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The wind beneath the Wangs
There’s just too many Wangs in the world, according to the Chinese Government. But first, conclusive proof that the war on Iraq was launched on a lie.
Eamonn McCann, 11 Jul 2007
Not an experience I’m used to, being struck dumb. And on Sam Smyth’s garrulous Sunday Supplement, too.
The question which winded me was: did chief UN weapons inspector Hans Blix and the governments of Russia and France believe, prior to the invasion of Iraq, that Saddam Hussein possessed weapons of mass destruction?
No, wait. This could be slightly interesting.
I’d suggested that the war on Iraq had been launched on a lie, that Bush ’n’ Blair had had no evidence for repeated assertions that they knew for a fact that Saddam had stockpiles of WMD. Christopher Hitchens, David Quinn and Max McGuinness, who’d been butting heads on other issues, coalesced to disagree. Blix, Russia and France had all been convinced that Saddam was up to his oxters in illicit weaponry, they chorused. Bush ’n’ Blair could scarcely be blamed for believing likewise. They had gone to war in good faith.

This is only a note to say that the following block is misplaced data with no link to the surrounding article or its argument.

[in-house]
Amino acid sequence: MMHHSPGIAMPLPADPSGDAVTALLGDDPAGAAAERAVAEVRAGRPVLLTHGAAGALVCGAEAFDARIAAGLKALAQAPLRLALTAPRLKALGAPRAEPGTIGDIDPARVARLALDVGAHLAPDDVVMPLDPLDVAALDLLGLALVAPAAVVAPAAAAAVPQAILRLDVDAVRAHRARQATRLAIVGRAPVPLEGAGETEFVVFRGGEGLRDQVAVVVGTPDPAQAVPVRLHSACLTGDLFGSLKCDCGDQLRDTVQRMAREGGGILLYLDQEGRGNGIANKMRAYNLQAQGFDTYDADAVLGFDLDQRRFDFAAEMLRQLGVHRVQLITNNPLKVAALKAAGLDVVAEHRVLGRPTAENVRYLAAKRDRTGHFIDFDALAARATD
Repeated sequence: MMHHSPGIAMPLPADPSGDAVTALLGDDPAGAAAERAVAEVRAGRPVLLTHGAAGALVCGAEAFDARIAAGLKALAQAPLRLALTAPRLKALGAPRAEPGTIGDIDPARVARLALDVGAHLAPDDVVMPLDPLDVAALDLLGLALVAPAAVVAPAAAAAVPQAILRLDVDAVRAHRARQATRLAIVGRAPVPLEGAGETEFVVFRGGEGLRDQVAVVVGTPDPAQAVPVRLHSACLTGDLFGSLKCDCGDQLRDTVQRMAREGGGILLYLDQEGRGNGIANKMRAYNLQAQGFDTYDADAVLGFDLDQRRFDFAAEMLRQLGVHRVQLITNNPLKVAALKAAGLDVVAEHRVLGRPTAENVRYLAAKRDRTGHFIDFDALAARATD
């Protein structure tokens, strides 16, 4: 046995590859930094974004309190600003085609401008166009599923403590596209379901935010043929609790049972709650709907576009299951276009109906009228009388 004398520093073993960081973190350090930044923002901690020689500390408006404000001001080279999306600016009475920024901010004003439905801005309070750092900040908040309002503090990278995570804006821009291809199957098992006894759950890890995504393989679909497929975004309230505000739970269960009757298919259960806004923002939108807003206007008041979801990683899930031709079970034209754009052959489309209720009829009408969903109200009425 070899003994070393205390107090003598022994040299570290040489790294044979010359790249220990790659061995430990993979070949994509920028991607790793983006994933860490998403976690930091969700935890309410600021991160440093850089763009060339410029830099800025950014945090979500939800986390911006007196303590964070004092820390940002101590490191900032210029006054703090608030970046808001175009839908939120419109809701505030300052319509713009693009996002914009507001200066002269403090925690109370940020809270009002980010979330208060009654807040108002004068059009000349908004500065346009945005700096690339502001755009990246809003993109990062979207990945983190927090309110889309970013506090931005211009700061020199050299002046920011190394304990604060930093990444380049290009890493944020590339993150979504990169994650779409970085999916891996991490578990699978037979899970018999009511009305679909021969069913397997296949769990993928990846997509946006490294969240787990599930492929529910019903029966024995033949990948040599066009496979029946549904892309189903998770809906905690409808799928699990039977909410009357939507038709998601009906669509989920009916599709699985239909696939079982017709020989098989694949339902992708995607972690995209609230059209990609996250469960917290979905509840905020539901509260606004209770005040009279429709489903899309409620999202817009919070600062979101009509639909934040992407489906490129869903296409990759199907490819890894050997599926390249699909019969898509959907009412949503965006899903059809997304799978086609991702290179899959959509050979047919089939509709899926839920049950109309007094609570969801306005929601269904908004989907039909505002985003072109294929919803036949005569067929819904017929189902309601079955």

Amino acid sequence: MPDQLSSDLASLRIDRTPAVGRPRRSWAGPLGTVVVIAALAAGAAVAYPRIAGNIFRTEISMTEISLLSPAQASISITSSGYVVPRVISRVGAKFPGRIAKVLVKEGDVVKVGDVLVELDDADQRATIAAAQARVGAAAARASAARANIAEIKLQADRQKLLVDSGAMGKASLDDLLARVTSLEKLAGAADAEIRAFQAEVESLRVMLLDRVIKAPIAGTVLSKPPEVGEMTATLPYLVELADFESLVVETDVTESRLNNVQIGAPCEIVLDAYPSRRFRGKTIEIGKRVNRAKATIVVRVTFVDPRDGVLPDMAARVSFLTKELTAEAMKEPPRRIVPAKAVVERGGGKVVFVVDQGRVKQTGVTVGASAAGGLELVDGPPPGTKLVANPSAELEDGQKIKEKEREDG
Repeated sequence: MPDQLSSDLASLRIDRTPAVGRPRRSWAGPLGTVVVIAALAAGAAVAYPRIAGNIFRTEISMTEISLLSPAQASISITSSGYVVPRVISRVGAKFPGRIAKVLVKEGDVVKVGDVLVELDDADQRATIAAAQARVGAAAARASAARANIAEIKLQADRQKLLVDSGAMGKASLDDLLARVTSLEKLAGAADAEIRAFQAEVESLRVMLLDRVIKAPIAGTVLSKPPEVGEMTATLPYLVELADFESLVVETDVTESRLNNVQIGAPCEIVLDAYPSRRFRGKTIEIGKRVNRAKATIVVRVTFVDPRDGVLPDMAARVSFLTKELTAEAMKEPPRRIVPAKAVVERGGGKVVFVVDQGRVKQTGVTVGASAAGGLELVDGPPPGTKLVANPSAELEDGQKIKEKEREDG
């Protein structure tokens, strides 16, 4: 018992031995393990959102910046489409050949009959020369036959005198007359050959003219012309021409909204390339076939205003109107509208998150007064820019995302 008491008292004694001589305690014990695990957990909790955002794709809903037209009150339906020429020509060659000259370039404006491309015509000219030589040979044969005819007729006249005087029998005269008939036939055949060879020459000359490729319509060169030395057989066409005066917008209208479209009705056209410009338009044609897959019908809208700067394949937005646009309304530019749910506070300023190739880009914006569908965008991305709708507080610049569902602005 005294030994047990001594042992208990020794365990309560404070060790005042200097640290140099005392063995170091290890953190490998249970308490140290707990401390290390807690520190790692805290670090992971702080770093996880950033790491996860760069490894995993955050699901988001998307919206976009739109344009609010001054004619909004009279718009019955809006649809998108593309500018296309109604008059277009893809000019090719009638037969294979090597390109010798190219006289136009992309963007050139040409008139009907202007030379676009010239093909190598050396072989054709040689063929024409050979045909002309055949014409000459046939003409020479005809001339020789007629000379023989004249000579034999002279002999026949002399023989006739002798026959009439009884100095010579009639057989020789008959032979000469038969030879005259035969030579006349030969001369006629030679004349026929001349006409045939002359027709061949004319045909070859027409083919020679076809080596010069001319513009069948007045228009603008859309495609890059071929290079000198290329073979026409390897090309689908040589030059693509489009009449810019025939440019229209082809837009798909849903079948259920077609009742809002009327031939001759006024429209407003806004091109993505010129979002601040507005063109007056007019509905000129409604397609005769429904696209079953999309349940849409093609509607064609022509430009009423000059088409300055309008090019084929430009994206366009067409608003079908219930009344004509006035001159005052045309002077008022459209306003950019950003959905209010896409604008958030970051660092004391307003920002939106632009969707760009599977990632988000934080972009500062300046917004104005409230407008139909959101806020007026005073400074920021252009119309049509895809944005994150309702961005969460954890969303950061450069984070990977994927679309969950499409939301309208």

For a moment, I faltered in the face of their vehement unanimity. The swirl of mendacity still occluding the circumstances in which the invasion had been undertaken didn’t make for simple certainty. I found myself pondering the possibility that I’d gotten it wrong, and resolved to button my lip until I managed a sure fix on the facts. Which I have.
Blix delivered his last report prior to the invasion at the UN General Assembly in New York on March 7 2003, 13 days before the “shock and awe” assault on Baghdad. He provided a detailed account of the UN inspection team travelling around Iraq and checking the claims of the western intelligence agencies. “No evidence of proscribed activities have so far been found,” he informed delegates.
He assured the assembly that, if they wanted, he’d keep looking. “It would not take years, nor weeks, but months,” to complete the task.
Some will recall that the plea to “give the weapons inspectors more time” became something of a mantra for moderate elements within the anti-war movement. This was the position, too, of Russia and France.